(Since writing this piece, the police used teargas to disperse the student protest outside parliament. The photos I am seeing are too raw to talk about yet.)
The lack of empathy apparent in the media’s characterisation of the #feesmustfall protests as violent appals me. Even worse is the kinds of commentary I have been reading on social media and news media comment sections which perceive the protestors as ridiculous, savage, lazy, irrational, entitled, unnecessary and misdirected. This peanut gallery is always tinged with racism (I’ve left out some choice epithets from the list above), but also refuses to see a bigger picture around social transformation or black pain.
Social media has also been providing alternative narratives. Inspired by these, as well an article published in Africa is a Country which analyses media response to the protests, I thought it important to try and break down the role of photographs in the public perception of the protests.
It is no deep insight that news media are businesses whose profit motive is entangled with journalistic rhetoric and ethics. Photographs are an important part of the narrative of journalism, enriching the story and offering an eye witness. At the same time, pictures help a news story become saleable. For me this is epitomised in the recent move by news outlets like Times Live to use stock photographs (often generic images of guns, knives, police tape and stethoscopes). In terms of a protest, the winning images are those which depict action as it involves the viewer in the moment. There is a tension in photojournalism between aesthetics and objectivity, but often effective cropping and dynamic compositions (both aesthetic devices) trump distant, calm images. There is a bias, then towards images which show violence or imply it.
There is a second tension in photojournalism between
neutrality and framing. A photograph has an undeniable indexical relationship to the world, which implies the photograph is a bearer of truth values. The implication is that photography is denotative. And yet the way a photograph is framed (the angle of view, the crop) bears its own set of connotations, which undercut this denotative value but are often invisible. While we trust news photographs to be objective, they hold a secondary set of meanings.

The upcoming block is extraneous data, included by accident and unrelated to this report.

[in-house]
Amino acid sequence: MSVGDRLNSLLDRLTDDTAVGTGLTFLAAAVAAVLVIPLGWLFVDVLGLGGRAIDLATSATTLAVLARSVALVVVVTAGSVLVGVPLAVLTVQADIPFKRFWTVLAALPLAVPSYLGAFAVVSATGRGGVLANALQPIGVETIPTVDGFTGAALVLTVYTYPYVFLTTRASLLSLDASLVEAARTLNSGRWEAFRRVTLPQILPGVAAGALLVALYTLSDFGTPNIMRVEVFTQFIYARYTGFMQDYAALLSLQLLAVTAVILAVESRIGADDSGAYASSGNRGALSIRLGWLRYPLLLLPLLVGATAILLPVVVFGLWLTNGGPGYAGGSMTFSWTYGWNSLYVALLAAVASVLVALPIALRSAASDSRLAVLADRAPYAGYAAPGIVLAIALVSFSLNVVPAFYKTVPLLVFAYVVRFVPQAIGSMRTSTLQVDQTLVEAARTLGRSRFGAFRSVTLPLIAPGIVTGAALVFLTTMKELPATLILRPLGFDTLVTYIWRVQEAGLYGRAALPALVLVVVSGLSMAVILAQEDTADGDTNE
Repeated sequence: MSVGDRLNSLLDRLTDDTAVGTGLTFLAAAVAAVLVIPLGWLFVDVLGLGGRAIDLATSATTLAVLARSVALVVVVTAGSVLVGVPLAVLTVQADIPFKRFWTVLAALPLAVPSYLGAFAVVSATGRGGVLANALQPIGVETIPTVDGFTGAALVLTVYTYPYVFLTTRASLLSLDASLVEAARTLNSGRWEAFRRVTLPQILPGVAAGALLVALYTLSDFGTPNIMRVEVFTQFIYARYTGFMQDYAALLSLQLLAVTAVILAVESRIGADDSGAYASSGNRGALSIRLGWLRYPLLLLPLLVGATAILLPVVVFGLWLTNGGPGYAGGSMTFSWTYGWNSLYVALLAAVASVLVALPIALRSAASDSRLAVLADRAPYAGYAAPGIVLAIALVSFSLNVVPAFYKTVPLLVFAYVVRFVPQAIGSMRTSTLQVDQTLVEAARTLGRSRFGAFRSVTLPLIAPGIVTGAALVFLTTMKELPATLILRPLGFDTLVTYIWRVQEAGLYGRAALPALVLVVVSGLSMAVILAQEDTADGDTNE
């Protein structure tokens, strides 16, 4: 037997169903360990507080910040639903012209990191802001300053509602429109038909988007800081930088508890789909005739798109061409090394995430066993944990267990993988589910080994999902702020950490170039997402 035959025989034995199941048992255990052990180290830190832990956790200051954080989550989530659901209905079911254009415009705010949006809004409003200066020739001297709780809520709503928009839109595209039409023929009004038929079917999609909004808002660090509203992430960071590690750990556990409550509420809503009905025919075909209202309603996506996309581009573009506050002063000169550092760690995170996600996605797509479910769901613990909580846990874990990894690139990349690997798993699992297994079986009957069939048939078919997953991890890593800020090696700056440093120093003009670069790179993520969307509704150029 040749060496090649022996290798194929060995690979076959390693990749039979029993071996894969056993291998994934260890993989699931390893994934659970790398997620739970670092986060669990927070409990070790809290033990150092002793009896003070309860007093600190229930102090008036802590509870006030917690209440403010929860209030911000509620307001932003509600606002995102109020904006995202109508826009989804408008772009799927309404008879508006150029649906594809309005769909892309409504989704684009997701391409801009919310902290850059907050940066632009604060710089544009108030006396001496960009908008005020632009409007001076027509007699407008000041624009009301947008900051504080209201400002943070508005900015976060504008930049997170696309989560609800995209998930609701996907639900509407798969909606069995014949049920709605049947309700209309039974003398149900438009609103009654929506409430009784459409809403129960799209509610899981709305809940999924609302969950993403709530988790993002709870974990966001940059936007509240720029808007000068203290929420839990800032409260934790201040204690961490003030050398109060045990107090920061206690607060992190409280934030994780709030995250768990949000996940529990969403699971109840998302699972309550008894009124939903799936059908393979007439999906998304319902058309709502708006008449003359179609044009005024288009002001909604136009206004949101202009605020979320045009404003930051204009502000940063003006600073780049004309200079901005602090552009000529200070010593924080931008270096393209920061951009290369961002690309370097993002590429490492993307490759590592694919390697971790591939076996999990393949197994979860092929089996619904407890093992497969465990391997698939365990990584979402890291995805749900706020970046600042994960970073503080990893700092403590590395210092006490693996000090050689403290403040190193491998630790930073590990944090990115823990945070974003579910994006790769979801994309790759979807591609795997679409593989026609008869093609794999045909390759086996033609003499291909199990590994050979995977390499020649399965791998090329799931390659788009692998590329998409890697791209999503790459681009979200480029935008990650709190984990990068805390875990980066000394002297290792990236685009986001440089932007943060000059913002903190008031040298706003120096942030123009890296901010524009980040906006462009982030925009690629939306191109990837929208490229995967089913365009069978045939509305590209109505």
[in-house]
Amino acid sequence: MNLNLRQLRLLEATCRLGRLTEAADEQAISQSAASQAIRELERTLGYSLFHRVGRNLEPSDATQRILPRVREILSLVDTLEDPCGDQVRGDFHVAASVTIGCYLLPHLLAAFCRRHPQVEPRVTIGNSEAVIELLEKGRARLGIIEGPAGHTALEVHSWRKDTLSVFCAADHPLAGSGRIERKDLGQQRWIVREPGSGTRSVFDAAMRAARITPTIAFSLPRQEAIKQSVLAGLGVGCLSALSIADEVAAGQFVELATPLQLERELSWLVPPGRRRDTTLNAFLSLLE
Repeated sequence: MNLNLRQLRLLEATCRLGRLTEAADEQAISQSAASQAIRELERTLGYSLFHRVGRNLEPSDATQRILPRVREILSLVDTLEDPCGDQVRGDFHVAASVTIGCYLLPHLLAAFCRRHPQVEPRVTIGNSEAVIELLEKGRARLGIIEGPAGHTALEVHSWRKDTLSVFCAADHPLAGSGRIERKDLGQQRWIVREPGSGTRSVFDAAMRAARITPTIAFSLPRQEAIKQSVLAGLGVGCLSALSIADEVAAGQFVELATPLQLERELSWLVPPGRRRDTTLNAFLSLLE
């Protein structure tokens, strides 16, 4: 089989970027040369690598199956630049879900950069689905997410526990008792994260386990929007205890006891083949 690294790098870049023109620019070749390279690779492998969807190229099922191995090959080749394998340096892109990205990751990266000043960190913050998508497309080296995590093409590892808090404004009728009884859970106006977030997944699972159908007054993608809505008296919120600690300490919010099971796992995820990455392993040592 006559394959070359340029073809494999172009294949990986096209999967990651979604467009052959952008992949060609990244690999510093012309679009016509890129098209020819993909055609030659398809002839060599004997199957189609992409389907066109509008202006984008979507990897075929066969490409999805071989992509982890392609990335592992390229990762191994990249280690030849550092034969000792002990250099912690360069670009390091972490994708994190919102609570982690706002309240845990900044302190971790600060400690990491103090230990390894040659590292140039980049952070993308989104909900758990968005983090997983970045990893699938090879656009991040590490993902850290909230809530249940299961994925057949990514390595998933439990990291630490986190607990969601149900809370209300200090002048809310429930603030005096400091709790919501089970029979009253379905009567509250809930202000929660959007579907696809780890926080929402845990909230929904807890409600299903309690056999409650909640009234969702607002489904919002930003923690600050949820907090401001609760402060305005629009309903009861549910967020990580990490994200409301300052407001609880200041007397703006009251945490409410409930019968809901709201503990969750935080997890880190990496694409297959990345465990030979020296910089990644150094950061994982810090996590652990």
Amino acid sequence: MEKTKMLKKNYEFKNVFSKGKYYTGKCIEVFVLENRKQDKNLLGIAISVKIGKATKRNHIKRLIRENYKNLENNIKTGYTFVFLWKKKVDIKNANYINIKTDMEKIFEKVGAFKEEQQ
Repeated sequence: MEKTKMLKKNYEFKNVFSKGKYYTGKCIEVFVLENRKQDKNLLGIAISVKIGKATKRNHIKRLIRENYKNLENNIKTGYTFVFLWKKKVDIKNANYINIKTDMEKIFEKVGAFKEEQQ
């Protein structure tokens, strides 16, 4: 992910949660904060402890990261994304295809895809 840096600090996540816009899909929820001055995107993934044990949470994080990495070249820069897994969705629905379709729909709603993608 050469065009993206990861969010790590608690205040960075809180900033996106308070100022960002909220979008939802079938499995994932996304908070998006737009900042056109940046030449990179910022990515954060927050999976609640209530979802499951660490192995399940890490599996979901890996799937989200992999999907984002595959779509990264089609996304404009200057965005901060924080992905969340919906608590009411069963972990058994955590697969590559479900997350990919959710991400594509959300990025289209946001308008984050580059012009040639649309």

One of these meanings is a production of alterity, a sense that the image is a window that separates the viewer from the people depicted. There is a distance, which may provoke sympathy, but very seldom empathy. This is emphasised by the point of view that journalists often take, literally how they stand outside a protest and look in. While this appears to be a neutral position, it ultimately sides with authority. It reinforces received notions of otherness and delegitimates the protests.
An interesting alternative take is the photos I have seen by Imraan Christian. Christian’s images present students who are smart, aware, in control and legitimate. Of course, these images have another bias altogether, but it wears it on it’s sleeve.
Protesting is part of us. The students are not others, with irrational concerns, but kids who have the courage to stand up and start a social movement. Perhaps as non-students, graduates and bourgeoisie we can start by challenging the language of our media.